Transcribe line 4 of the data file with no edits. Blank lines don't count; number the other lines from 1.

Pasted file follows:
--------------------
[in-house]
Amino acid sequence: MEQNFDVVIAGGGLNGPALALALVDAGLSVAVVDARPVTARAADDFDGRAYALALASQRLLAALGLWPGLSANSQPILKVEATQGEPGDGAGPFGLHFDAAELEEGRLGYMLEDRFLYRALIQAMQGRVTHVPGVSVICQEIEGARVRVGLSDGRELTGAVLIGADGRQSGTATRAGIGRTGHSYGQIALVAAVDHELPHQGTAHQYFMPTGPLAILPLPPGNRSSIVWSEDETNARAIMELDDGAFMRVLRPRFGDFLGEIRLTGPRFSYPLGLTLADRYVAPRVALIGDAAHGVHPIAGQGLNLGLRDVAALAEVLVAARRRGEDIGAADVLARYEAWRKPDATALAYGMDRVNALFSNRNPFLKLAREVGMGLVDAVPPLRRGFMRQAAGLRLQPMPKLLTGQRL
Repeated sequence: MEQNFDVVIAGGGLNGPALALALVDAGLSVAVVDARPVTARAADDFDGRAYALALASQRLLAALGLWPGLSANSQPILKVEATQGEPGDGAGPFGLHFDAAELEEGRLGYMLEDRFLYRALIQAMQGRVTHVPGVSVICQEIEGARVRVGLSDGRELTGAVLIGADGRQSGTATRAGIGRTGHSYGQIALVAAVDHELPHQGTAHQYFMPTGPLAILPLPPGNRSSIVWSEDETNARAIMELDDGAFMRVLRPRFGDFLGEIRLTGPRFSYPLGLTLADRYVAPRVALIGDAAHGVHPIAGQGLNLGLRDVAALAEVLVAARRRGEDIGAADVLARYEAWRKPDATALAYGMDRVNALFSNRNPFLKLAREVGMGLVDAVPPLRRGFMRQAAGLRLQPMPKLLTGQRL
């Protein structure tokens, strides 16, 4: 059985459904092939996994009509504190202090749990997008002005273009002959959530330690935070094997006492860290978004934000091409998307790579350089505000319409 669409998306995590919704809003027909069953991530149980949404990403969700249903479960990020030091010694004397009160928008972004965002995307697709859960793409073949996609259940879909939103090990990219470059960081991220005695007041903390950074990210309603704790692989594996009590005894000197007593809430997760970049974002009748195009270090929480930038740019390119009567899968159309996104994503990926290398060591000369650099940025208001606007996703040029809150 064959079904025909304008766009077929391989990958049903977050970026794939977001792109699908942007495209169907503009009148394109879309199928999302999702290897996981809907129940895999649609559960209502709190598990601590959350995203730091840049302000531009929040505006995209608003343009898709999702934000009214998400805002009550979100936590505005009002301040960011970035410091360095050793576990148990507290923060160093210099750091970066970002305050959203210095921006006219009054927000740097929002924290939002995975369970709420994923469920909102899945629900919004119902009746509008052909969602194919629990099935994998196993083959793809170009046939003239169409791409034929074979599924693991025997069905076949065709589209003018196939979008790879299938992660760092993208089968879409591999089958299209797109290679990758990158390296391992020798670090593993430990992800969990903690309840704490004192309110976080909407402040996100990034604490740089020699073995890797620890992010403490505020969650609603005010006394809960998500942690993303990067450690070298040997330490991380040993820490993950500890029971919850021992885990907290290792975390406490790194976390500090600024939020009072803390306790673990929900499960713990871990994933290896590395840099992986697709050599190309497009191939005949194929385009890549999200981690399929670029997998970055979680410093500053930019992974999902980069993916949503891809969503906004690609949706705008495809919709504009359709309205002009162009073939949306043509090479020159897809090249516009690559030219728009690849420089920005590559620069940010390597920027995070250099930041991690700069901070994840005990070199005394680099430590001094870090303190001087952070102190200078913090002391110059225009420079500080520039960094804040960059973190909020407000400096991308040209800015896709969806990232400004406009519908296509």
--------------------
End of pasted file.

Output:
């Protein structure tokens, strides 16, 4: 059985459904092939996994009509504190202090749990997008002005273009002959959530330690935070094997006492860290978004934000091409998307790579350089505000319409 669409998306995590919704809003027909069953991530149980949404990403969700249903479960990020030091010694004397009160928008972004965002995307697709859960793409073949996609259940879909939103090990990219470059960081991220005695007041903390950074990210309603704790692989594996009590005894000197007593809430997760970049974002009748195009270090929480930038740019390119009567899968159309996104994503990926290398060591000369650099940025208001606007996703040029809150 064959079904025909304008766009077929391989990958049903977050970026794939977001792109699908942007495209169907503009009148394109879309199928999302999702290897996981809907129940895999649609559960209502709190598990601590959350995203730091840049302000531009929040505006995209608003343009898709999702934000009214998400805002009550979100936590505005009002301040960011970035410091360095050793576990148990507290923060160093210099750091970066970002305050959203210095921006006219009054927000740097929002924290939002995975369970709420994923469920909102899945629900919004119902009746509008052909969602194919629990099935994998196993083959793809170009046939003239169409791409034929074979599924693991025997069905076949065709589209003018196939979008790879299938992660760092993208089968879409591999089958299209797109290679990758990158390296391992020798670090593993430990992800969990903690309840704490004192309110976080909407402040996100990034604490740089020699073995890797620890992010403490505020969650609603005010006394809960998500942690993303990067450690070298040997330490991380040993820490993950500890029971919850021992885990907290290792975390406490790194976390500090600024939020009072803390306790673990929900499960713990871990994933290896590395840099992986697709050599190309497009191939005949194929385009890549999200981690399929670029997998970055979680410093500053930019992974999902980069993916949503891809969503906004690609949706705008495809919709504009359709309205002009162009073939949306043509090479020159897809090249516009690559030219728009690849420089920005590559620069940010390597920027995070250099930041991690700069901070994840005990070199005394680099430590001094870090303190001087952070102190200078913090002391110059225009420079500080520039960094804040960059973190909020407000400096991308040209800015896709969806990232400004406009519908296509």